This morning at Family Services for Yom Kippur, the Rabbi introduced the subject of repentance by speaking of love, unconditional love. She suggested that we think of the person in our lives whose love we knew we could depend on, the person who loved us warts and all, without constraint
She was saying that God loves all of God’s creation as much as that person in our lives loved us. God’s love is the bedrock on which we stand. God’s love is what makes us yearn for goodness. God’s love is what makes repentance possible. And life.
My fourteen-year-old grandson put his head on my shoulder.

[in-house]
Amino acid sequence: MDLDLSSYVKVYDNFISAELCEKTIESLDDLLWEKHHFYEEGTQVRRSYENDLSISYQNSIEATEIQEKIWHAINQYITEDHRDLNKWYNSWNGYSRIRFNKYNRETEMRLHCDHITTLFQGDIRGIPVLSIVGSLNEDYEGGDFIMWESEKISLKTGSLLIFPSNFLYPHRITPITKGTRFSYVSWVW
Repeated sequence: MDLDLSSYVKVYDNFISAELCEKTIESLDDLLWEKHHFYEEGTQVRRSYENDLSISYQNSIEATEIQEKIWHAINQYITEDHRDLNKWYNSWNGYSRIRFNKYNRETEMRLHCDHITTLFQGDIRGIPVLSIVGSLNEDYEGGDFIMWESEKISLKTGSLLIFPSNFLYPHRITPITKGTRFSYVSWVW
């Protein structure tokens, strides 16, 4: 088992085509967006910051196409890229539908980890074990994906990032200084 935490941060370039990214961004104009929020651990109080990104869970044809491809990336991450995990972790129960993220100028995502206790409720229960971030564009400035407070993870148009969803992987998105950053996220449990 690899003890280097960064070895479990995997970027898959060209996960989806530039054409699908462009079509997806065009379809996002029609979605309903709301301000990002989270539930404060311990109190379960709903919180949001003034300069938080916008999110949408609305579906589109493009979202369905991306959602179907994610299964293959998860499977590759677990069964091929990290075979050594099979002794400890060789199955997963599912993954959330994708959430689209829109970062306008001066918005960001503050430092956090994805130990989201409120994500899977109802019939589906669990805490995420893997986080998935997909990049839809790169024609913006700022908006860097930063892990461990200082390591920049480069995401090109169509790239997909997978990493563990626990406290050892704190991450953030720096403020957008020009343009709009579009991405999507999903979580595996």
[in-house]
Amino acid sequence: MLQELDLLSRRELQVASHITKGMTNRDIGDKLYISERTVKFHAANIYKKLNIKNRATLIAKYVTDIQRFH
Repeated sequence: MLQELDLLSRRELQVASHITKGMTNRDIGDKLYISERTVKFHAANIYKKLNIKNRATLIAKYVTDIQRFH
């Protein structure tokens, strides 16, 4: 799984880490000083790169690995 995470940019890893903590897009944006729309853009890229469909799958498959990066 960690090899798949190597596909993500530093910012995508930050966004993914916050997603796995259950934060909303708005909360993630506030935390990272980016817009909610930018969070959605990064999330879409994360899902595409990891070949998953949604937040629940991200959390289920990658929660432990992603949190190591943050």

Like the rest of the congregation, I was looking for that person in my life who accepted me for who I was, the one who “got” me. I found her in my childhood memories, and I thanked her this morning for all the tiny acts of acceptance and approval that helped me grow into the person I am.
With her in mind, I prepared to engage myself in the future tasks I set for myself in this my 80th year. And then another dimension of this love came to me: my unconditional love for those grandchildren. It lightens my load and it gives me strength and faith in the future.
I don’t presume to fathom God’s love, but for a moment I let myself imagine that God might love me as much as I love those children. I felt a rush of energy.
For me, such love brings joy, and from that joy springs my determination to work toward a more just world, so that all people may sense God’s love for them.
Love. Joy. Justice. I wish us all a productive and useful year.